La Vie au Grand Air (a sports journal from the time) explains how the organisers handled the issue of timing:

The organisers had a great idea to avoid problems of classing. The runners had attached on their back a small bit of cloth on which was written a letter followed by a number – the minute of the start of their race. The runners went every minute, timed by MM Salomon & Richard. The timer at the second platform only had to calculate the difference between the start time marked on the back of the climber and the time of arrival.

Some racers really struggled on the day. This excerpt from one report will sound familiar to those who have set off a bit too fast at the start of a stair race:

Those who reach their fifth landing can conclude that it is relatively easy and with a bit of courage you could reach the top. Alas! They were disillusioned by the reality at hand- the leaders set aside, you could see the fast runners compared to the exhausted lads before even the first platform, who dragged themselves to the top painfully with sighs and desperate hiccups.

The exertion proved far too much for some runners. Apparently two or three passed out at the top and had to be resuscitated with CPR.

Aside from the stair climbers taking on the challenge as a test of their fitness, there were also ‘some eccentrics’ there on the day who ‘amused the public with unique variations: One man climbed it in 9mins 59secs while carrying a 50kg bag of cement on his back, another climbed it backwards, and a third, a waiter, did the ascent holding a tray with six full glasses.’

At the business end of things, the morning waves were highly competitive, with times from the amateurs rivaling those in the elite category later in the day.

The veterans and novices category was won by Luiz in a time of 3.19, he was followed by Pieli in 3.23, with the veteran A. Thiebaud reaching the second platform in 3.29. As seems customary of the time, competitors were largely mentioned by last name only.

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‘The arrival at the second floor for one of the runners’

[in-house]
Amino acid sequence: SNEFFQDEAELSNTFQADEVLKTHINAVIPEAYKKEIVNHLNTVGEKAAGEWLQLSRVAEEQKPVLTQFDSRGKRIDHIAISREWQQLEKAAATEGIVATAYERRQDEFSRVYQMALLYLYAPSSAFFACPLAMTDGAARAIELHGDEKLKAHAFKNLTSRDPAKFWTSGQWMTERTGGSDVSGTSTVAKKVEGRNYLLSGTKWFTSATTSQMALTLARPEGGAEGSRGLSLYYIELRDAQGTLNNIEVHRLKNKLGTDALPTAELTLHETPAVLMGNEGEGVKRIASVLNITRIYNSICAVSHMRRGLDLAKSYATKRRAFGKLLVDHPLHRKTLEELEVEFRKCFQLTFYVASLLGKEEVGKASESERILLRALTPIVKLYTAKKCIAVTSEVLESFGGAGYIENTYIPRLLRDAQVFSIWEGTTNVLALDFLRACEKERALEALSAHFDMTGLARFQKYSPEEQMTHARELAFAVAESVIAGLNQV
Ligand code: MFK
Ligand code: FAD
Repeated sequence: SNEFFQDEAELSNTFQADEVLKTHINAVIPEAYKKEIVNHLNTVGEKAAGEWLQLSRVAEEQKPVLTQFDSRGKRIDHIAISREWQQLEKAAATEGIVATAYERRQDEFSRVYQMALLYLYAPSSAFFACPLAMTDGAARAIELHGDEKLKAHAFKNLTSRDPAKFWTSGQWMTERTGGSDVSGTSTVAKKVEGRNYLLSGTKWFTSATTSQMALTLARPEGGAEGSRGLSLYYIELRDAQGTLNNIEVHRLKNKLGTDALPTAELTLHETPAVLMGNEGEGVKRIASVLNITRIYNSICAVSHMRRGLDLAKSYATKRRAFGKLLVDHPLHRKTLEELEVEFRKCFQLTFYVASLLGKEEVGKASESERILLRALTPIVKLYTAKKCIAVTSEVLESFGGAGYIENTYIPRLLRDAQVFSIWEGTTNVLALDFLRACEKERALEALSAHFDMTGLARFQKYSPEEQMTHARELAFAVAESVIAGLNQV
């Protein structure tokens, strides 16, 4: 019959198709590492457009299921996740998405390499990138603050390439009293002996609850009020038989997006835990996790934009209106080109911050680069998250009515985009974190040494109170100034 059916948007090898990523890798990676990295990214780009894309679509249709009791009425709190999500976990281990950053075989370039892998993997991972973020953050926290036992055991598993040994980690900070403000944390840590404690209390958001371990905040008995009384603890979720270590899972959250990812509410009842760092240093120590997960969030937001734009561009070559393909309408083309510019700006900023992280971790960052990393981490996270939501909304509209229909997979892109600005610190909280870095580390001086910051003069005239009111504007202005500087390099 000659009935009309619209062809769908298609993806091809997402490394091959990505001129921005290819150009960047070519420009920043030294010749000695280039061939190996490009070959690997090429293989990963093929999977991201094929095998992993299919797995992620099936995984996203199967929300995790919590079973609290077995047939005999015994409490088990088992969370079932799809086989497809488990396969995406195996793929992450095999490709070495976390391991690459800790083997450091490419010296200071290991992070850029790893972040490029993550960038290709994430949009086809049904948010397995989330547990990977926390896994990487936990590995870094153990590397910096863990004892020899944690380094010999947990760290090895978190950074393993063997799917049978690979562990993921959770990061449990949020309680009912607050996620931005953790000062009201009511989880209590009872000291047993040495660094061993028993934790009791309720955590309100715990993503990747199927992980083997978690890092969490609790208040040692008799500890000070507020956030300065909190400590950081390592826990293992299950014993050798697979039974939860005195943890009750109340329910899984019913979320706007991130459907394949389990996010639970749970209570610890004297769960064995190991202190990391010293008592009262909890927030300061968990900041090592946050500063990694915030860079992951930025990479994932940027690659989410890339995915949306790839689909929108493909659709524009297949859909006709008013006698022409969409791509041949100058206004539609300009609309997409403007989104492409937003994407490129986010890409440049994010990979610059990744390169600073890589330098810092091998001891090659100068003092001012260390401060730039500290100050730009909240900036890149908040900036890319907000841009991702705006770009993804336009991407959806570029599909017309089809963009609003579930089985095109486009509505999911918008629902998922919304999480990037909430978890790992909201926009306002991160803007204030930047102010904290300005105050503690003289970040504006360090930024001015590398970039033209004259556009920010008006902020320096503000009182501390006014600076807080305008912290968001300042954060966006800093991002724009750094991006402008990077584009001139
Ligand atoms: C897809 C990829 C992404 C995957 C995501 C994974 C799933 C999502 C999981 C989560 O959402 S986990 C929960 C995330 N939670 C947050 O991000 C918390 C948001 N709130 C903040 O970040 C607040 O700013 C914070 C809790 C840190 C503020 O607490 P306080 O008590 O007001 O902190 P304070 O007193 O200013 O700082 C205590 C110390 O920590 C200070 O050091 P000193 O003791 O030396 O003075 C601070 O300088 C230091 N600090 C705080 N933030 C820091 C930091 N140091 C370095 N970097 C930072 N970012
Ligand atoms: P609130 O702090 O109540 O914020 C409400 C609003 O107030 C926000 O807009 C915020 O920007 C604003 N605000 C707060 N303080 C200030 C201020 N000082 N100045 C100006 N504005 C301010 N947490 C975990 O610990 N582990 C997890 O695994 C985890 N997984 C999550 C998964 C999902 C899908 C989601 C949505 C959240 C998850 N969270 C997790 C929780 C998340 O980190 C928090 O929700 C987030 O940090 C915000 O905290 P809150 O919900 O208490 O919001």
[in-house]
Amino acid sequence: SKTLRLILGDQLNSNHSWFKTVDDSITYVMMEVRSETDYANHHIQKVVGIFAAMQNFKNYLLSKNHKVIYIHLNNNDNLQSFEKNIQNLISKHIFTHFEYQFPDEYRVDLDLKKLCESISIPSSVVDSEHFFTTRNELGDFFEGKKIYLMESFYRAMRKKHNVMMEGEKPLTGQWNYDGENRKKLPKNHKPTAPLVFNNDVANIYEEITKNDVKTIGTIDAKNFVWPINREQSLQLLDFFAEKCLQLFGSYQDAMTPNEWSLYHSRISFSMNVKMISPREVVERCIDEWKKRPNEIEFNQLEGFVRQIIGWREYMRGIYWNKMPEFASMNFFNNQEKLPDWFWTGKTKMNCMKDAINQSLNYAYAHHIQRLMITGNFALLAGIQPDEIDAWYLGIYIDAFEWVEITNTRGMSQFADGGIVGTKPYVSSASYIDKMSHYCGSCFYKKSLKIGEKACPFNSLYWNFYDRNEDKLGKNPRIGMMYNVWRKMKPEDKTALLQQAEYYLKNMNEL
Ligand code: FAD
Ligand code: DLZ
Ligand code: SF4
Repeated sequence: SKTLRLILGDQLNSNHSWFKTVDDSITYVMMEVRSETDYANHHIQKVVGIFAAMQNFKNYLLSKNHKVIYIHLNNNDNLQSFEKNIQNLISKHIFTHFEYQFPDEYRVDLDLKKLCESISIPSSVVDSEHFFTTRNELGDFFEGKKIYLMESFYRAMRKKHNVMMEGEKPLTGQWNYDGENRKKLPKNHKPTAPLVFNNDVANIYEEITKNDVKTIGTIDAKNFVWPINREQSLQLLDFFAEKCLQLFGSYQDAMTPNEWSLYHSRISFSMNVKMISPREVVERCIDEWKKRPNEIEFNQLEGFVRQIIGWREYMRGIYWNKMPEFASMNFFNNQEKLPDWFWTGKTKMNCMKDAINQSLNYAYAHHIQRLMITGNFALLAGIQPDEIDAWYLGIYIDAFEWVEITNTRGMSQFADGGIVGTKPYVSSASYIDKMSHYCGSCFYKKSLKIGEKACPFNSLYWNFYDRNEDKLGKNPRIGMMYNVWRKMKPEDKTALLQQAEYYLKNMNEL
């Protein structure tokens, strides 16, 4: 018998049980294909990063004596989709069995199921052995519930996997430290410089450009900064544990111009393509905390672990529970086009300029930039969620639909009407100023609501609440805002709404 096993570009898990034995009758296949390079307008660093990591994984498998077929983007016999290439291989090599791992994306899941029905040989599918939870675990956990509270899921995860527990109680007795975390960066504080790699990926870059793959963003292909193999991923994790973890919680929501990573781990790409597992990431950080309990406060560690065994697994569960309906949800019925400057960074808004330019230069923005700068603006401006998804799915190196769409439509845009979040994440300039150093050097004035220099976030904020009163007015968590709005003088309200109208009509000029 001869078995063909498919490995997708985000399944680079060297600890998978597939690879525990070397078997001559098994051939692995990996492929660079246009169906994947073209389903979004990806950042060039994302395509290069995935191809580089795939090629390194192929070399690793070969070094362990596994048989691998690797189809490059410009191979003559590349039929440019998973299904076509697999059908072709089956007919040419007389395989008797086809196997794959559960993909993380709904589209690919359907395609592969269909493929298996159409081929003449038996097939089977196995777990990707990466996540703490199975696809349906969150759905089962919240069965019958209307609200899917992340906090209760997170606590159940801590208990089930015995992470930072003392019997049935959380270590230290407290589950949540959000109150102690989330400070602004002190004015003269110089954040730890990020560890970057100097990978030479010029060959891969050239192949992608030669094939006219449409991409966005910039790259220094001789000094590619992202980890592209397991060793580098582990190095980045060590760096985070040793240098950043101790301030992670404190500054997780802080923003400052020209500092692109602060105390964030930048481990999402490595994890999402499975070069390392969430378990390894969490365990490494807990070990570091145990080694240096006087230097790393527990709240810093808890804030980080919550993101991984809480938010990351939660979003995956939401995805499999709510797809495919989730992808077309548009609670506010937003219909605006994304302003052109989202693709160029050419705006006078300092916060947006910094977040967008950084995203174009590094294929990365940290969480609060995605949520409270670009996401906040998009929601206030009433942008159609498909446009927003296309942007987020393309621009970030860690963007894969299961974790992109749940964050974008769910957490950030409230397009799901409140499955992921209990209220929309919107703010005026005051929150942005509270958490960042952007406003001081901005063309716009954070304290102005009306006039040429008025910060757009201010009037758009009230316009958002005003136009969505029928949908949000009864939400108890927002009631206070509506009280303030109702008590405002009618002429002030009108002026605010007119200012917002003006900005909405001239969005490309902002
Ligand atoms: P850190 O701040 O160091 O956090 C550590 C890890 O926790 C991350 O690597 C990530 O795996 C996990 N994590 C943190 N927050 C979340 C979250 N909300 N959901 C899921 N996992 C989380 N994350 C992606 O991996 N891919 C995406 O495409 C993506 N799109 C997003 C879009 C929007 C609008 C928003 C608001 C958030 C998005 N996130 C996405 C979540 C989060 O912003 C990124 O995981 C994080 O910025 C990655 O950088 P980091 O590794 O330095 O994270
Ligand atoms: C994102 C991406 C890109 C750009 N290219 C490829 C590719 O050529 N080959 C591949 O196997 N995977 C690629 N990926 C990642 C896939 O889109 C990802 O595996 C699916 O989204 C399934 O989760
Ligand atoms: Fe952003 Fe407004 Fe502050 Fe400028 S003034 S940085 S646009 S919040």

Controversy at the elite race

The main event of the day was widely anticipated. Leading Parisian papers had write ups on the day of the event talking about the upcoming race. One even featured it on the front page.

According to Le Journal, ‘The champions of all sports fully understood the challenge and began training in a different way for this championship’.

Heading into the race, an amateur cyclist named Forestier was the favourite. He had won the Paris-Dieppe cycling race in 1903. Having done some research, he may well be Eugene Forestier, who later became a professional cyclist and came 15th in the 1908 Tour de France, competing for the Peugeot-Wolber team.

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Forestier

The fastest time on the day was set by Menu who finished in 3.03. But for some untold reason he was later disqualified.
The earliest report on the race came from the newspaper Le Siecle who listed the top four finishers and their times, but added, ‘We give these results with much reservation as a claim of fraud was placed against the winner.’ Obviously doubts had been raised about Menu soon after the race finished, but no where does it say exactly why he fell under suspicion.

Another report said ‘Menu did a baffling performance: 3mins 3 sec, but was disqualified…the difference in time between the first and the second – 16 seconds – had caused doubts from the start.’

The 16 second gap refers to the difference between Menu and Luiz (winner of the novices category). Presumably, Forestier hadn’t even set off before speculation arose over the speed of Menu’s time. Perhaps he was disqualified for pulling on the railing? It’s hard to think how else he may have ‘cheated’. It will remain a mystery.

With Menu disqualified victory went to the pre-race favourite, Forestier, who finished in a time of 3.12. He was followed by Lepage in 3.16 with Louis Prevost finishing third in 3.17.

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‘The start of the first floor’

The morning papers and weekly magazines were full of praise for the performance of the athletes. One even calculated how quickly Forestier would have climbed Mont Blanc by stairs had he maintained the same pace – 2 hours and 15 minutes, apparently.

One paper asked, ‘Is this to say that ‘on the stairs’ cyclists are better than regular runners? This is possible. What is certain is that the ones who came first were especially trained at this sport.’

Le Petit Journal concluded, ‘The event was remarkably organised… It allowed us to see the endurance and agility of all the sportsmen – cyclists, footballers, runners, walkers – that took part in this unique competition.’

We finish with the best quote from all the coverage:

After all, why would it be stranger to race up the stairs than to run on the road or on a track?

Why indeed.

The 2017 UK Tower Running Championship is now well underway, with the first three races already completed. We catch up with all the action from the past couple of weeks.

Beetham Tower Run, Manchester, 2017

The first race was held on 26 February at Beetham Tower, Manchester where a hotly anticpated battle between reigning UK champion Mark ‘The Marauder’ Sims and Slovakia’s Patrik ‘The Nitra Nitro’ Schneidgen – newly resident in the UK- didn’t disappoint.

Schneidgen managed to set a new course record (4.17) at the 798-step venue and also logged his first win over the ever-strong Sims, who finished in 4.29. Full results here.

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‘The Nitra Nitro’ Patrik Schneidgen celebrates his victory at Manchester’s Beetham Tower